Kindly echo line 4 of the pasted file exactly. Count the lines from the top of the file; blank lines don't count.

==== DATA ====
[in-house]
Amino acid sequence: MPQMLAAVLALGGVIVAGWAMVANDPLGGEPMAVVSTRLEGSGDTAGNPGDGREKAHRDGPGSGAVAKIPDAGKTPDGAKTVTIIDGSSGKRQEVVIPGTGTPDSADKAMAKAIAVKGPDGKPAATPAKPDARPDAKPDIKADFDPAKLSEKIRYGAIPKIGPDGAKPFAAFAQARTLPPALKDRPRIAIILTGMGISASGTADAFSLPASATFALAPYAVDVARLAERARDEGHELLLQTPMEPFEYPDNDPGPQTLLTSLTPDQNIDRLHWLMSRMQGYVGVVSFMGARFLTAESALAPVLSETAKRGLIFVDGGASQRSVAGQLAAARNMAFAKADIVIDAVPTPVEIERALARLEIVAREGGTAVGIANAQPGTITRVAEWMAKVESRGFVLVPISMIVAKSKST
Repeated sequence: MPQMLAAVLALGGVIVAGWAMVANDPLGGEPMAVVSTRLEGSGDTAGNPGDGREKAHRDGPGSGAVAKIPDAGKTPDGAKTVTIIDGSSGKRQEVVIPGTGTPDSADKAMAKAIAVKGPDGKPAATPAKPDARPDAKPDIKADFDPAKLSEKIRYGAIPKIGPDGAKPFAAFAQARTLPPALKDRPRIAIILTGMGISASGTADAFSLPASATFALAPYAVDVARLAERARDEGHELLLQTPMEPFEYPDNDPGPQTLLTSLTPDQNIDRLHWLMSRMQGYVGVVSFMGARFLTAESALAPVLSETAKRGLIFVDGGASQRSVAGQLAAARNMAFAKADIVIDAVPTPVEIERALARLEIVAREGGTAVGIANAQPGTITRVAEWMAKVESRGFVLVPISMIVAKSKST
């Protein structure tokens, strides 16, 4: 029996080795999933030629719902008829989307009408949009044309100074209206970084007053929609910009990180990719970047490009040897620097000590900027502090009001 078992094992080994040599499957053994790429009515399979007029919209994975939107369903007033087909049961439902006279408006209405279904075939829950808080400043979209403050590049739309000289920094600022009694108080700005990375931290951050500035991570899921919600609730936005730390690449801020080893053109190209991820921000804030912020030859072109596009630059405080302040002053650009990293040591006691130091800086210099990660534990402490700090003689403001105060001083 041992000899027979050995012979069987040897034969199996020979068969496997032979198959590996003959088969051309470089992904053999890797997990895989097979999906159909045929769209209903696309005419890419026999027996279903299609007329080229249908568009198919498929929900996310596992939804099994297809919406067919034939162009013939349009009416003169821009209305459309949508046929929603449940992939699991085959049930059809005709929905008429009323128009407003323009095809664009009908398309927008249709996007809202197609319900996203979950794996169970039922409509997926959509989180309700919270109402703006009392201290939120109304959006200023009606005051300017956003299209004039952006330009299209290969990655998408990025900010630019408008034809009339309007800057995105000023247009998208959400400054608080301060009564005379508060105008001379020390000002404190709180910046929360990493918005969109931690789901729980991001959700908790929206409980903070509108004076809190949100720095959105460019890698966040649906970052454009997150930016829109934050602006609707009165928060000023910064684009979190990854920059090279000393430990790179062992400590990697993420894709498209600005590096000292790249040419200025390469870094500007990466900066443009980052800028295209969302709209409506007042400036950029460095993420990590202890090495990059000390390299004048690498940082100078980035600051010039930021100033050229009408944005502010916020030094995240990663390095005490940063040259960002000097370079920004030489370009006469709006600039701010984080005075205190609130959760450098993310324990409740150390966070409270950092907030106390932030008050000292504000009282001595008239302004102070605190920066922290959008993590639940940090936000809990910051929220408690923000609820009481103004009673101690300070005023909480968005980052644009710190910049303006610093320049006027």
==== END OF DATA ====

């Protein structure tokens, strides 16, 4: 029996080795999933030629719902008829989307009408949009044309100074209206970084007053929609910009990180990719970047490009040897620097000590900027502090009001 078992094992080994040599499957053994790429009515399979007029919209994975939107369903007033087909049961439902006279408006209405279904075939829950808080400043979209403050590049739309000289920094600022009694108080700005990375931290951050500035991570899921919600609730936005730390690449801020080893053109190209991820921000804030912020030859072109596009630059405080302040002053650009990293040591006691130091800086210099990660534990402490700090003689403001105060001083 041992000899027979050995012979069987040897034969199996020979068969496997032979198959590996003959088969051309470089992904053999890797997990895989097979999906159909045929769209209903696309005419890419026999027996279903299609007329080229249908568009198919498929929900996310596992939804099994297809919406067919034939162009013939349009009416003169821009209305459309949508046929929603449940992939699991085959049930059809005709929905008429009323128009407003323009095809664009009908398309927008249709996007809202197609319900996203979950794996169970039922409509997926959509989180309700919270109402703006009392201290939120109304959006200023009606005051300017956003299209004039952006330009299209290969990655998408990025900010630019408008034809009339309007800057995105000023247009998208959400400054608080301060009564005379508060105008001379020390000002404190709180910046929360990493918005969109931690789901729980991001959700908790929206409980903070509108004076809190949100720095959105460019890698966040649906970052454009997150930016829109934050602006609707009165928060000023910064684009979190990854920059090279000393430990790179062992400590990697993420894709498209600005590096000292790249040419200025390469870094500007990466900066443009980052800028295209969302709209409506007042400036950029460095993420990590202890090495990059000390390299004048690498940082100078980035600051010039930021100033050229009408944005502010916020030094995240990663390095005490940063040259960002000097370079920004030489370009006469709006600039701010984080005075205190609130959760450098993310324990409740150390966070409270950092907030106390932030008050000292504000009282001595008239302004102070605190920066922290959008993590639940940090936000809990910051929220408690923000609820009481103004009673101690300070005023909480968005980052644009710190910049303006610093320049006027």